People with schizophrenia are sometimes prescribed multiple antipsychotic drugs, even though clinical guidelines rarely recommend this course of action.
This cross-sectional observational study from Denmark explored the reasons behind this prescribing practice in two treatment centres; one that had high rates of antipsychotic polypharmacy and the other that had low rates.
The researchers sent a questionnaire to doctors and nurses in the two treatment centres and got a decent response rate (doctors: 93%; nurses: 87%).
The treatment centre with low use of antipsychotic polypharmacy were characterised by:
- raised knowledge/awareness of local antipsychotic treatment guidelines (P = .02 for doctors; P = .01 for nurses)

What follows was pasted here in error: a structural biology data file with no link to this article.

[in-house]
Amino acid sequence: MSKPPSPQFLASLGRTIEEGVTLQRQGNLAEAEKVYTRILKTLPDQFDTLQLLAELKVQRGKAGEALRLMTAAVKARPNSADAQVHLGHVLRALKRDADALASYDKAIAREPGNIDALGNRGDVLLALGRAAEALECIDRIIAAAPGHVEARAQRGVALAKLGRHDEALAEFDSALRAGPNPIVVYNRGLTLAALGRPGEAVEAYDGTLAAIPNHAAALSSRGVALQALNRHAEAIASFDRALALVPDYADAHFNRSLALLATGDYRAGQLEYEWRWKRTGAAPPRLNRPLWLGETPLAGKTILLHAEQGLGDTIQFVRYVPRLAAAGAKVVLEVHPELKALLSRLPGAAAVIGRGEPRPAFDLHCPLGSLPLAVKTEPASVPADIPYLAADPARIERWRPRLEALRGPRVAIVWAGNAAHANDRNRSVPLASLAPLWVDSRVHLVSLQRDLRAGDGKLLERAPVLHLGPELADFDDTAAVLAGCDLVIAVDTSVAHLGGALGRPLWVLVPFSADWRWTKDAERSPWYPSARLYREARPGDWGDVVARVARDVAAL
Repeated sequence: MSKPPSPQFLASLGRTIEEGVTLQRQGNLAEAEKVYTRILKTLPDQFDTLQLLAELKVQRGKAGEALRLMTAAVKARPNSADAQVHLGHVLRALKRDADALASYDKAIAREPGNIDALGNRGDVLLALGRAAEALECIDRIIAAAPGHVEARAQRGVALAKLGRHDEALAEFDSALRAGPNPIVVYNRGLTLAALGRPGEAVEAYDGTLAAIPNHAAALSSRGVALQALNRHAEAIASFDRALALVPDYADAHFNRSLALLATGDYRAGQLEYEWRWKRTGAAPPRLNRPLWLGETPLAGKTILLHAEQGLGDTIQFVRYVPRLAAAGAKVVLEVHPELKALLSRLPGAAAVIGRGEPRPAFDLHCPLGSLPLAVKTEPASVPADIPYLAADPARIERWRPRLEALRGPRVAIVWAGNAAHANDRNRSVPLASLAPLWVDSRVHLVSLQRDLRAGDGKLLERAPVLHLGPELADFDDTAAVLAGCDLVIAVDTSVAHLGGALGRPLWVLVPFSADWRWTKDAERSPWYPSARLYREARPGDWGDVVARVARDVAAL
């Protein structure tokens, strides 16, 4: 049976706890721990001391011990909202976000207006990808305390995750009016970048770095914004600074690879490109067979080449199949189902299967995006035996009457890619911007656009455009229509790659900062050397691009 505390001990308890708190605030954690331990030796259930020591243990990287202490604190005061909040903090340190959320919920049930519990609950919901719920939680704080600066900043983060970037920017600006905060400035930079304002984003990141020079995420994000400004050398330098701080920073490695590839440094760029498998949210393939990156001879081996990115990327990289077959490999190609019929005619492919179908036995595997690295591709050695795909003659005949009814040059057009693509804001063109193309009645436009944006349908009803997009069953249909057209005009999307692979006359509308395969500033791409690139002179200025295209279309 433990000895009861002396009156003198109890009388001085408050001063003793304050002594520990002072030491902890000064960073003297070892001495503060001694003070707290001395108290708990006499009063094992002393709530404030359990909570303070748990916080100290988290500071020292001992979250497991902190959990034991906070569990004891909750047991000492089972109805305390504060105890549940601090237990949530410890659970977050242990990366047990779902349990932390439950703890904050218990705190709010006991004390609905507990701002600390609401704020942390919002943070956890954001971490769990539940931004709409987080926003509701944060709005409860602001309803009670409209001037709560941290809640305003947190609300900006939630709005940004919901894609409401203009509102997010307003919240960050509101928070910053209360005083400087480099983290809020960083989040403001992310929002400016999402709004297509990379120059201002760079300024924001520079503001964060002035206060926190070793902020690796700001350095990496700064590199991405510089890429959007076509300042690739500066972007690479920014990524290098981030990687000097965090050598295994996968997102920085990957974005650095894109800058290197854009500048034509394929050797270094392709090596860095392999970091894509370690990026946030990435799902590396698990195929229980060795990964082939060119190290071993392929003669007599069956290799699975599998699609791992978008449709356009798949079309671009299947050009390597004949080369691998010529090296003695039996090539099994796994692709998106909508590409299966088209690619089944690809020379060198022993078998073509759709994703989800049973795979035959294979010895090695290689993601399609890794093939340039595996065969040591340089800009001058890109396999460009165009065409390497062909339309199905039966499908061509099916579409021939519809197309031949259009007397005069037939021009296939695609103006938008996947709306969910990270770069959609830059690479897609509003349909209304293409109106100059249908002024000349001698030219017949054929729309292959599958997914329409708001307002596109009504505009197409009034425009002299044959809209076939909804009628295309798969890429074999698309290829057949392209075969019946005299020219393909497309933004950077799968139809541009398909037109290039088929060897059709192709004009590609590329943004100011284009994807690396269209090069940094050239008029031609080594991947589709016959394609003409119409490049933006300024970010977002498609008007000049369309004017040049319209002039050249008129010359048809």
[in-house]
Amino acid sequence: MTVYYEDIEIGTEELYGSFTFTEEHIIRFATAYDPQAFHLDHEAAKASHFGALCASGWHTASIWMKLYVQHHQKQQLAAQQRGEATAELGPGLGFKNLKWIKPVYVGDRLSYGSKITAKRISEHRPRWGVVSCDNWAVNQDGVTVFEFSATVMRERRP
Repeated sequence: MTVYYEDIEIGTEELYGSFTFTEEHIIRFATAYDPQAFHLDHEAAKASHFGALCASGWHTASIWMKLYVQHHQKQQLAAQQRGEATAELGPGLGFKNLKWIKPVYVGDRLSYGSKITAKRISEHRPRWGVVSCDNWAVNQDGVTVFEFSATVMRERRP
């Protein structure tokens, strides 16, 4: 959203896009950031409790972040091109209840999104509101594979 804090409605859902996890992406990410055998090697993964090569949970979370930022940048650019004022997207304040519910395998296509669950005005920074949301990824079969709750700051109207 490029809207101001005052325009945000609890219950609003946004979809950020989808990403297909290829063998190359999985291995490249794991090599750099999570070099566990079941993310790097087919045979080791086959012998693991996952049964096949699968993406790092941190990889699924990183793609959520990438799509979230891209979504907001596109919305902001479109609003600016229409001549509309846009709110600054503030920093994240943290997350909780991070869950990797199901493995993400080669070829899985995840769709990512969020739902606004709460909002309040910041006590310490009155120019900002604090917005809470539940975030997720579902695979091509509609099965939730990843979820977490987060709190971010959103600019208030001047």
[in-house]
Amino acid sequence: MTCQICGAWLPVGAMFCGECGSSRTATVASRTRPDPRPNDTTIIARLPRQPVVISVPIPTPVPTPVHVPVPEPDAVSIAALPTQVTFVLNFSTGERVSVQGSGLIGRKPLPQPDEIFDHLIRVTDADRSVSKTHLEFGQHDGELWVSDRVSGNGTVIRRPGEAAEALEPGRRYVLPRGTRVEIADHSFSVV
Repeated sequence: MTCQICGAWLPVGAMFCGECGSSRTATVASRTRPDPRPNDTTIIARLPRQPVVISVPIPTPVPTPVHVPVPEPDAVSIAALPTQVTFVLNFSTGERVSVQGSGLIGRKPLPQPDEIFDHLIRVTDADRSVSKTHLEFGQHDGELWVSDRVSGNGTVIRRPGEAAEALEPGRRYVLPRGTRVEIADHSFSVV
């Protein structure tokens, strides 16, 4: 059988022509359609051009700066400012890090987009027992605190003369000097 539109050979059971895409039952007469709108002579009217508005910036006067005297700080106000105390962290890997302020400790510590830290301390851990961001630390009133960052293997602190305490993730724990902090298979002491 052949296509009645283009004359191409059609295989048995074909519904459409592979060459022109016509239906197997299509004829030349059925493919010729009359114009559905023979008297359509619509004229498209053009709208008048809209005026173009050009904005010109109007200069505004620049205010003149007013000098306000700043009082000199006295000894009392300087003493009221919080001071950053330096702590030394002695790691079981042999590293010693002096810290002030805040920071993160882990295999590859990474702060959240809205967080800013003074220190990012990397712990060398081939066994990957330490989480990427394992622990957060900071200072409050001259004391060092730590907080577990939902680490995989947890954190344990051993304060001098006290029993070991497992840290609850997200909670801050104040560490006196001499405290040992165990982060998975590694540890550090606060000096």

- elevated confidence in these guidelines by doctors (P = .01)
- frequent local educational activities by doctors (P < .0001)
- increased recent involvement in research by doctors (P = .01).
The treatment centre with high use of antipsychotic polypharmacy were characterised by:
- a perception amongst nurses of an overwhelming work load (P = .01)
- time pressure for nurses (P = .003)
- the belief in the benefit of antipsychotic polypharmacy augmentation (P = .001).
The authors concluded:
Albeit no causal relationships can be inferred from this cross-sectional observational study, we recommend the furtherance of a treatment environment characterized by easily accessible clinical guidelines, frequent academic activities, and an unruffled atmosphere.